Australia could be set for a surge in mobile technology investment among small and medium-sized enterprise population, as up to 90,000 additional businesses qualify for small business tax exemptions under changes announced in the 2016-17 Federal Budget.
On 3 May, Treasurer Scott Morrison handed down a Federal Budget focused heavily on driving investment in the local business landscape, with small and medium-sized businesses (SMBs) among the first receive new tax breaks.
Crucially, many small business tax concessions will now apply to businesses with a turnover of up to AU$10 million, up from the AU$2 million turnover figure to which these concessions were previously limited.
The government expects these changes to benefit over 90,000 businesses that previously didn't have access to several small business tax breaks. Among these concessions is the extension of an instant deductibility for asset purchases of up to AU$20,000, and fringe benefit tax exemptions.
The Australian Chamber of Commerce and Industry chief executive officer James Pearson has lauded the government's decision to extend small business tax incentives, such as the AU$20,000 instant asset write-off to businesses with larger revenues, saying that such measures have already led to a 5.3 percent jump for small business investment in plant and equipment since the 2015 Budget.
"This is a great result, and shows that small businesses are making the most of the tax incentives available to them," said Pearson in a statement.
As the tax incentives available to small businesses become available to larger businesses, it is expected that new investment will grow. While the extension of the instant asset write-off is likely to lead to greater spending on plant and equipment that will depreciate over time, the extension of small business fringe benefit tax exemptions is set to see a surge in smaller scale technology investments such as mobile devices and notebook PCs.
According to Nick Bartik, business services manager at Sydney-based accounting firm Bacchus Associates, small businesses have historically used fringe benefit tax exemptions on mobile devices and other small electronics investments. With the extension of these incentives, more companies will be spending much more on such devices.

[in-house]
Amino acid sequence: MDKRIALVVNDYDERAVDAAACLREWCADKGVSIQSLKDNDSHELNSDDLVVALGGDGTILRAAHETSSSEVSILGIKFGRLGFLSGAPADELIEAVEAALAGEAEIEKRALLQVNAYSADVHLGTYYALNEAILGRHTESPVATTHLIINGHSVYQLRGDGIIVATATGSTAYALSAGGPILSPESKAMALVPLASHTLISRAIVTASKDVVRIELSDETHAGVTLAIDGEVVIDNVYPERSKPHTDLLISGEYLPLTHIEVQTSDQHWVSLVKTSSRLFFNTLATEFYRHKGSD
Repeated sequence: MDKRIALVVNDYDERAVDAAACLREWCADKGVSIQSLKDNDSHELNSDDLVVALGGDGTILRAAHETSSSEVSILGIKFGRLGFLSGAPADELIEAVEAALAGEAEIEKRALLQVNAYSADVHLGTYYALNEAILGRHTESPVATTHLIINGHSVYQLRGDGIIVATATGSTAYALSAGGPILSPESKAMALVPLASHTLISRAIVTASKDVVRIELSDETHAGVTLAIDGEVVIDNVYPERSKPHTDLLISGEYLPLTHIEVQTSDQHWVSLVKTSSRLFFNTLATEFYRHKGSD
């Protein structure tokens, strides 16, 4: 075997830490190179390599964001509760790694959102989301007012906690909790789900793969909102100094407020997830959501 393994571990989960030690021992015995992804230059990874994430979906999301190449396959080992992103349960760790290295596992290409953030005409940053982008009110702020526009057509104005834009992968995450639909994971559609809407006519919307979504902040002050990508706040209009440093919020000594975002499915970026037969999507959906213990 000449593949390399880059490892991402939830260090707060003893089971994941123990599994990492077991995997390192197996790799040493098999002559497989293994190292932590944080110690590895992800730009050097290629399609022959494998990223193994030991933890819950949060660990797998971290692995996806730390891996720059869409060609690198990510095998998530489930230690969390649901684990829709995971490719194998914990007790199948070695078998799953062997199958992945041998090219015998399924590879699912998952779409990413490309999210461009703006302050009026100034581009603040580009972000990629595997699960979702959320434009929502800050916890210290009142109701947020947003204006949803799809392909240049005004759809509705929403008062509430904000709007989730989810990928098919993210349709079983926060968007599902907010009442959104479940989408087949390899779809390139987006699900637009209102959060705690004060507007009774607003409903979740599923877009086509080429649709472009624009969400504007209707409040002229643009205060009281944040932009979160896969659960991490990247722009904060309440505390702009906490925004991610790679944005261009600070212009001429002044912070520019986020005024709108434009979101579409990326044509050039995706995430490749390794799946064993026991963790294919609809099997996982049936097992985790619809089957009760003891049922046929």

"Since changes to fringe benefit tax exemptions in April 2016, mobile workers with the facility to get more than one device are now in a position to get many more devices than they once were," said Bartik, who specialises in technology companies. "The extension of the definition of what a small business is, to a business with a turnover of up to AU$10 million, will see many more companies taking advantage of this facility.
"Going forward, more employers will be in a position to use the exemptions for mobile devices and other small, portable electronics products. The new definition would extend those exemptions to larger companies providing laptops to their employees. They might get a better standard of laptop, or they might choose to get more devices per employee," he said.
However, Bartik cautioned that the expected surge in new mobile technology investment won't happen immediately. Instead, the market may see a delay in investment in the short-term.
"The government's new definition for small businesses is subject to both the outcome of the federal election in early June and the new Budget measures becoming law," said Bartik. "We expect that, given this uncertainty, there may be a delay in investment until there is certainty."
Despite the current uncertainty, Bartik expects larger companies to jump at the chance to take advantage of their newfound tax exemptions and invest more in mobile technology once the new measures come into effect.
"Certainly, for the businesses that currently don't qualify for these concessions, the ability to immediately claim such concessions will be very attractive once they are available," he said. "Small businesses have multiple electronic devices exempt from fringe benefit tax, and the widening of the small business definition is the key thing that is likely to make a difference to the number of electronic devices being claimed."
According to the Australian Taxation Office, work-related items exempt from fringe benefit tax include mobile phones, laptops, tablets, portable printers, and GPS navigation receivers, as well as computer software.
The tens of thousands of Australian organisations that are set to fall under the government's new definition of small business will be able to claim these devices from April 1 next year, when small business fringe benefit tax exemptions become available to them.